The following is taken directly from Dr. Terrance Espinoza's excellent Bible & Theology website, bibtheo.com/bibliography.
Avoid the following resources in an academic research paper. They are listed on every website’s Commentaries list because these sources are so old that they are out-of-print and therefore free. They will contain some good ideas, but these sources do not represent the current state of Biblical knowledge.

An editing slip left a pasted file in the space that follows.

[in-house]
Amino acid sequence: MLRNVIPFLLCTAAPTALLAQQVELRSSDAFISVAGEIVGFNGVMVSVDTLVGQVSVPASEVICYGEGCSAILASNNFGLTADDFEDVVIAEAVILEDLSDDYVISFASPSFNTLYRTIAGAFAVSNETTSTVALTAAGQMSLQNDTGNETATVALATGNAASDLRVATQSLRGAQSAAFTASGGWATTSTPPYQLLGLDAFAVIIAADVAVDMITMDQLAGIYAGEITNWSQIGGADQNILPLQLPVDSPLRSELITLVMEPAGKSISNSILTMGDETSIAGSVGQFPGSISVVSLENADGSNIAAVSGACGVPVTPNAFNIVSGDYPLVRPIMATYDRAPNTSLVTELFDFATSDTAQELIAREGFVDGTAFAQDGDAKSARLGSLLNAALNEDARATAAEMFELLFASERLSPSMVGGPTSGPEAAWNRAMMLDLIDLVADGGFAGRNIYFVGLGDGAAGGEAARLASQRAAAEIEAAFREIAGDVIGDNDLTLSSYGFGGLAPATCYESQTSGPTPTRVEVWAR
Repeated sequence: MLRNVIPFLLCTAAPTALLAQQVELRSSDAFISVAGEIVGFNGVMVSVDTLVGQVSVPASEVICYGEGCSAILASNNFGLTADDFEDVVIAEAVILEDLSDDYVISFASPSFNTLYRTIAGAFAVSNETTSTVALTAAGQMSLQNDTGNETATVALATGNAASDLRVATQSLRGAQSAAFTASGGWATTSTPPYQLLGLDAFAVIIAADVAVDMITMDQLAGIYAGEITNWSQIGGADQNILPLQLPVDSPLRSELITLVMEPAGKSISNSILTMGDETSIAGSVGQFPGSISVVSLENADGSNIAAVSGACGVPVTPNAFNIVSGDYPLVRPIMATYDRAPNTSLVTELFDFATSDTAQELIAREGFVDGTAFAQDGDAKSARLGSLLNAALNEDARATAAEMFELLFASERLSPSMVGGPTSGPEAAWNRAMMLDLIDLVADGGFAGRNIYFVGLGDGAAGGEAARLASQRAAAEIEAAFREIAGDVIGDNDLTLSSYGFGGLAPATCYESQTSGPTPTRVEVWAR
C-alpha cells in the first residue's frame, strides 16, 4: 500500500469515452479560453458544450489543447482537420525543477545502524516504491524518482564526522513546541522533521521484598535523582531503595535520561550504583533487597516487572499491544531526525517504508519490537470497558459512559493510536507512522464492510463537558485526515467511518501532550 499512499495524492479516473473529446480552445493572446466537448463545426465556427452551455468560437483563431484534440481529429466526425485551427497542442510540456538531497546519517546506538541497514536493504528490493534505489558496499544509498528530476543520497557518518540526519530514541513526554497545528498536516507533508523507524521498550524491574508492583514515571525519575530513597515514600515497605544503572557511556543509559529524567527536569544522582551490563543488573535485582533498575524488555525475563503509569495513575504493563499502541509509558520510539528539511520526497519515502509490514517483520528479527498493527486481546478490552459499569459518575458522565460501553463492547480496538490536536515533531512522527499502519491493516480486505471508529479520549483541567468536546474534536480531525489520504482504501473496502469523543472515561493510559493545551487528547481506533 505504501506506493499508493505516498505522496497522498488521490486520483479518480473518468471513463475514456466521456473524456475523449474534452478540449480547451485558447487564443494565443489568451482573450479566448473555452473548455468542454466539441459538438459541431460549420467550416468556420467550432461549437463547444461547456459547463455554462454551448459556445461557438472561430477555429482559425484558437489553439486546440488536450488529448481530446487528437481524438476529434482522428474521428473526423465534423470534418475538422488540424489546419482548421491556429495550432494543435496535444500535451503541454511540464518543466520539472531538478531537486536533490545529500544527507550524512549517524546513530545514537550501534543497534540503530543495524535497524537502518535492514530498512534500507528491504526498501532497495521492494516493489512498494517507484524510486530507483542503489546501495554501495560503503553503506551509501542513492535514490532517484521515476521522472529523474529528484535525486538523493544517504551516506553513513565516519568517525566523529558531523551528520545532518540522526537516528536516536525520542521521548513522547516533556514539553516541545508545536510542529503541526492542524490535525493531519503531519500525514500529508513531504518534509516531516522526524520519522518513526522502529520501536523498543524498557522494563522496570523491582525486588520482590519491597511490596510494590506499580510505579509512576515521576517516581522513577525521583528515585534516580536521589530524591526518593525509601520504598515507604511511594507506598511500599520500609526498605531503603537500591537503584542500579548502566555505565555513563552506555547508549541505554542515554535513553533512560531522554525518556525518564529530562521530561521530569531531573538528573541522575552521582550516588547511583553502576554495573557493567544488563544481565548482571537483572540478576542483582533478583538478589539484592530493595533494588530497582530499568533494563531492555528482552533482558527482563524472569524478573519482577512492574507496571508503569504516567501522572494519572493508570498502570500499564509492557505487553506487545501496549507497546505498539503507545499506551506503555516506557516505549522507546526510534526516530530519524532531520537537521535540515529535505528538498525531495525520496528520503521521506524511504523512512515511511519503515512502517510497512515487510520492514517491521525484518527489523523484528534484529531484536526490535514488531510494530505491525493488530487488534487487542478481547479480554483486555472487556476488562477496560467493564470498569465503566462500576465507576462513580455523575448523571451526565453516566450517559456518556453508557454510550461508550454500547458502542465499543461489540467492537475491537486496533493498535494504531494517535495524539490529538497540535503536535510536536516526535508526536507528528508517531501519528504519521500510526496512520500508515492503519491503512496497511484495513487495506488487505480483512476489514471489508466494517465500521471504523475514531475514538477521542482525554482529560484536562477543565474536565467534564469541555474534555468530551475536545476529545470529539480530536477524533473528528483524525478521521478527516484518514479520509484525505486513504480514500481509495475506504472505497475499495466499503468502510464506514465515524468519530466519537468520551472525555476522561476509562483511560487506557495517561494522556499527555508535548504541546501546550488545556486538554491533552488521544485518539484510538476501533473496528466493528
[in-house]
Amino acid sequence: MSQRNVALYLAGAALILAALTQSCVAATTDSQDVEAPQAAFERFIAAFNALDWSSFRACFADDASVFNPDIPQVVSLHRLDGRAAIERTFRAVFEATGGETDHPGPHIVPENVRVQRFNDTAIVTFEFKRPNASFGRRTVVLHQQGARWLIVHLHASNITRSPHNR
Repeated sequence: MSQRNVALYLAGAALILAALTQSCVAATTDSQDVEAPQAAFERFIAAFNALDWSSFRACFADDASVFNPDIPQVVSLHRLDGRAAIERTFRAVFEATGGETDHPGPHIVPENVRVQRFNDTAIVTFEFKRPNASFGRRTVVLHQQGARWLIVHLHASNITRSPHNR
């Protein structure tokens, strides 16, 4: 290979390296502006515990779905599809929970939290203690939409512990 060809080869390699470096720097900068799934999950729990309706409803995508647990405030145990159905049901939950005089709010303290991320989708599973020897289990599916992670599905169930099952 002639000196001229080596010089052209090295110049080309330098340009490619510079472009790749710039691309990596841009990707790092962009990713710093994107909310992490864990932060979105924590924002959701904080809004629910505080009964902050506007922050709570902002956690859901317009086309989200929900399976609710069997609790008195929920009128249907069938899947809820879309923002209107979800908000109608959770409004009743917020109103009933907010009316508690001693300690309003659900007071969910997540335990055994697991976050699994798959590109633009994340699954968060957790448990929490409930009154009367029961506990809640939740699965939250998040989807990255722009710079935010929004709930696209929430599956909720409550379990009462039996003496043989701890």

Warren Wiersbe for example – who generally speaks kindly of Matthew Henry – also says, “Matthew’s purpose in writing the Commentary was practical, not academic. [After Matthew passed away,] several of his pastor friends gathered up his notes and sermons and completed the Commentary from Romans to Revelation. When you read their expositions, you can see how far short they fall of the high standard set by the original author” (10 People Every Christian Should Know). Yet regarding Matthew’s own work in the Commentary, Wiersbe continues, “there were times when he spiritualized the text and missed the point; but generally speaking, he did his work well…[Yet] you will not find Matthew Henry grappling with big problems as he expounds the Word, or always shedding light on difficult passages in the Bible. For this kind of help you must consult the critical commentaries. He did not know a great deal about customs in the Holy Land…the student will need up-to-date commentaries and Bible dictionaries to help him [or her] in that area” (10 People).